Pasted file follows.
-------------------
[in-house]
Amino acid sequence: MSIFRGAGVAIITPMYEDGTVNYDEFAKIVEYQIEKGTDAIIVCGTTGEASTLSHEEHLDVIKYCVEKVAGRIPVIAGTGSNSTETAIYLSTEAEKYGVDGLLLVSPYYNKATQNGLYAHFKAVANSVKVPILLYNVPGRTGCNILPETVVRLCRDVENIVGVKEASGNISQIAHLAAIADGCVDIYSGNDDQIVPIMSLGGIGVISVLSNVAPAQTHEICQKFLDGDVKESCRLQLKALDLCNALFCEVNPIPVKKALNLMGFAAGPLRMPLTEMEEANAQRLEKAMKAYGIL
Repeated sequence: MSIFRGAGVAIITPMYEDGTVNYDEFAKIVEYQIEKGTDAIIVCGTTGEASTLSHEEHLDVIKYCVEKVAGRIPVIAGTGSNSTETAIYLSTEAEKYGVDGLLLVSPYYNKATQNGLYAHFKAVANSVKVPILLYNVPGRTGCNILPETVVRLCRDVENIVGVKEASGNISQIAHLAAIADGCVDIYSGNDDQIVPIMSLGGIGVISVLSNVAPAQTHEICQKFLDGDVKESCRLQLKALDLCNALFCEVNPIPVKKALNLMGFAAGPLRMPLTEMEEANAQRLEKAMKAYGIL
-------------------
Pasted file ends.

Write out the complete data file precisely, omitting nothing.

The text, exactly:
[in-house]
Amino acid sequence: MSIFRGAGVAIITPMYEDGTVNYDEFAKIVEYQIEKGTDAIIVCGTTGEASTLSHEEHLDVIKYCVEKVAGRIPVIAGTGSNSTETAIYLSTEAEKYGVDGLLLVSPYYNKATQNGLYAHFKAVANSVKVPILLYNVPGRTGCNILPETVVRLCRDVENIVGVKEASGNISQIAHLAAIADGCVDIYSGNDDQIVPIMSLGGIGVISVLSNVAPAQTHEICQKFLDGDVKESCRLQLKALDLCNALFCEVNPIPVKKALNLMGFAAGPLRMPLTEMEEANAQRLEKAMKAYGIL
Repeated sequence: MSIFRGAGVAIITPMYEDGTVNYDEFAKIVEYQIEKGTDAIIVCGTTGEASTLSHEEHLDVIKYCVEKVAGRIPVIAGTGSNSTETAIYLSTEAEKYGVDGLLLVSPYYNKATQNGLYAHFKAVANSVKVPILLYNVPGRTGCNILPETVVRLCRDVENIVGVKEASGNISQIAHLAAIADGCVDIYSGNDDQIVPIMSLGGIGVISVLSNVAPAQTHEICQKFLDGDVKESCRLQLKALDLCNALFCEVNPIPVKKALNLMGFAAGPLRMPLTEMEEANAQRLEKAMKAYGIL